Jul 29, 2014
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Homeless in Oak Lawn

For many of the southwest suburbs' homeless, South Suburban PADS is the last stop before the free fall.

If she could rename herself and erase all the mistakes that put her out on the streets, she would call herself Jasmine.

A 70-ish, older white woman carrying a library book, Jasmine has been homeless since December, living in her car by day, sleeping in the South Suburban PADS shelters by night. Except for her slightly soiled clothes rotated from a suitcase to save the cost of laundering, one would hardly guess that Jasmine was homeless. She looks like the nice grandmother next door, the older woman who sits next to you at church.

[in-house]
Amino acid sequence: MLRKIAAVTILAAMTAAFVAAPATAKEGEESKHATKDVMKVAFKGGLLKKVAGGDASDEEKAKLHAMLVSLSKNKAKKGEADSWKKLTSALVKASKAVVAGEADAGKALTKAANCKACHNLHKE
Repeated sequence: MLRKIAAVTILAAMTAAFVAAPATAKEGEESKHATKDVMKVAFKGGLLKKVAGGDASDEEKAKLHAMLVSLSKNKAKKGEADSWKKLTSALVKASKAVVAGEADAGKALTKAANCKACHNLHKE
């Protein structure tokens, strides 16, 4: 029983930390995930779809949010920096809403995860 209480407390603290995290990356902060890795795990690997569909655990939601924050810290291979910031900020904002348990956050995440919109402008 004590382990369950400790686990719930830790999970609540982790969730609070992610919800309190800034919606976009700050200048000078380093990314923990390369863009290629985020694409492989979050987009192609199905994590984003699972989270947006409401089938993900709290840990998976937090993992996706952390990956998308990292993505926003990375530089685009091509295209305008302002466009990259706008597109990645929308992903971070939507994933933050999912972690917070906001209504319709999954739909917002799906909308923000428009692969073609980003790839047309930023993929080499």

Jasmine doesn’t want to be interviewed on camera or have her real name used, because she doesn’t want her friends to know that she has been homeless the past three months. She enjoys the game of picking a new name during a smoke break outside the Pilgrim Faith PADS shelter.

“I made some dumb financial moves and it caught up with me,” Jasmine said. “Stupidity is why I’m out here.”

Asked how she spends her days, Jasmine replies that she visits friends during the day. Sometimes she plays Bingo.

“I come here to sleep and have dinner,” she said. “Most of the PADS dinners are really good, although I don’t care for some of them, like meatloaf.”

Like many homeless programs, South Suburban PADS Northern Tier—encompassing Oak Lawn, Burbank, Chicago Ridge, Alsip and Palos—was established by Oak Lawn’s faith community after a homeless man was found frozen to death next to the Oak Lawn Metra tracks 15 years ago.

“People in Oak Lawn were surprised,” said Dr. Michael Montgomery, the site manager for Pilgrim Faith's Thursday night PADS Shelter and an ordained United Church of Christ minister.